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CSG Justice Center experts suggest ways states can remove work barriers for ex-offenders

by Katelyn Tye ~ August 2017 ~ Stateline Midwest »
For individuals returning from jail or prison, meaningful employment is crucial to successful reentry into the community. But getting a job can be challenging for applicants with a criminal record. During a session of the Midwestern Legislative Conference Criminal Justice & Public Safety Committee, experts from The Council of State Governments’ Justice Center discussed actions that policymakers can take to improve employment outcomes.
Stephanie Akhter, director of the center’s reentry and employment program, suggested that one role for states is to integrate reentry and employment strategies. Right now, she told lawmakers, efforts to train individuals for work and to help them transition to the community often occur on parallel tracks. A pilot project in Wisconsin (which is receiving support from the Justice Center) provides one example of how states can provide for greater integration of these services: It tailors community-based reentry and vocational programs based on each individual’s risk of reoffending and his or her level of job readiness.
Later in the session, Chidi Umez, who manages the Justice Center’s work on criminal records, detailed state policies that can either help or hinder employment outcomes for formerly incarcerated individuals.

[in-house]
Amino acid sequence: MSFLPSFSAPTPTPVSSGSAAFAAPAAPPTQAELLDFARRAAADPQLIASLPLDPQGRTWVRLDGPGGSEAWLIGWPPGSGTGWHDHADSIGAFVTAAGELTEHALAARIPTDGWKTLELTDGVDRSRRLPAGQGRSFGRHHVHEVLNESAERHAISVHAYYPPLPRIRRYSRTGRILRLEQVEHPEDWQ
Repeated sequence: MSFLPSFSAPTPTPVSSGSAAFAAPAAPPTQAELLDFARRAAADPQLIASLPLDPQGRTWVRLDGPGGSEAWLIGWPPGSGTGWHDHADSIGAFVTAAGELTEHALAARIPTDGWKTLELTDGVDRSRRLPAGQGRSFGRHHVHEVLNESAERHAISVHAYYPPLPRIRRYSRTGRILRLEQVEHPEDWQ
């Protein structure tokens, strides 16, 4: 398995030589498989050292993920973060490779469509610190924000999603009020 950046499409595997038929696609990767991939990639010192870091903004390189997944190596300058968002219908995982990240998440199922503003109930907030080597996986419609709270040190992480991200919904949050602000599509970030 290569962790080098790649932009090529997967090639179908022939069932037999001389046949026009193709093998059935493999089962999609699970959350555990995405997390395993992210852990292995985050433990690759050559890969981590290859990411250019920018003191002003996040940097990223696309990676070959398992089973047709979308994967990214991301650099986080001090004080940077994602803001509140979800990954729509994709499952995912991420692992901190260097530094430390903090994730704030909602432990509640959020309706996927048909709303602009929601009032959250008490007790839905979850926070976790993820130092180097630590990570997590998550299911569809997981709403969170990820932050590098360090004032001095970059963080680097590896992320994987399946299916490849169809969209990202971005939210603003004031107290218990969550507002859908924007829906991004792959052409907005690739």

In the Midwest, Illinois and Minnesota have enacted “ban the box” policies that prohibit all employers from requesting a job applicant’s criminal record until the individual has been selected for an interview or after a conditional offer of employment is made. Ohio, Nebraska and Wisconsin have similar “fair chance” hiring policies that apply only to public employers.
Other state laws, however, may keep people with criminal records from entering the workforce. According to the National Inventory of Collateral Consequences of Conviction (an online tool created by the Justice Center), more than 20,000 state and federal laws restrict employment for people with records.
In Illinois, lawmakers have taken steps to remove some of the employment barriers caused by occupational licensing restrictions. Under last year’s HB 5973, for example, the state must now consider “mitigating factors” surrounding a criminal conviction before denying an application for certain occupations. A bill passed this year (SB 1688, awaiting the governor’s signature as of mid-July) expands those provisions to more licensed occupations.

 

Article written by Katelyn Tye, staff liaison to the Midwestern Legislative Conference Criminal Justice & Public Safety Committee.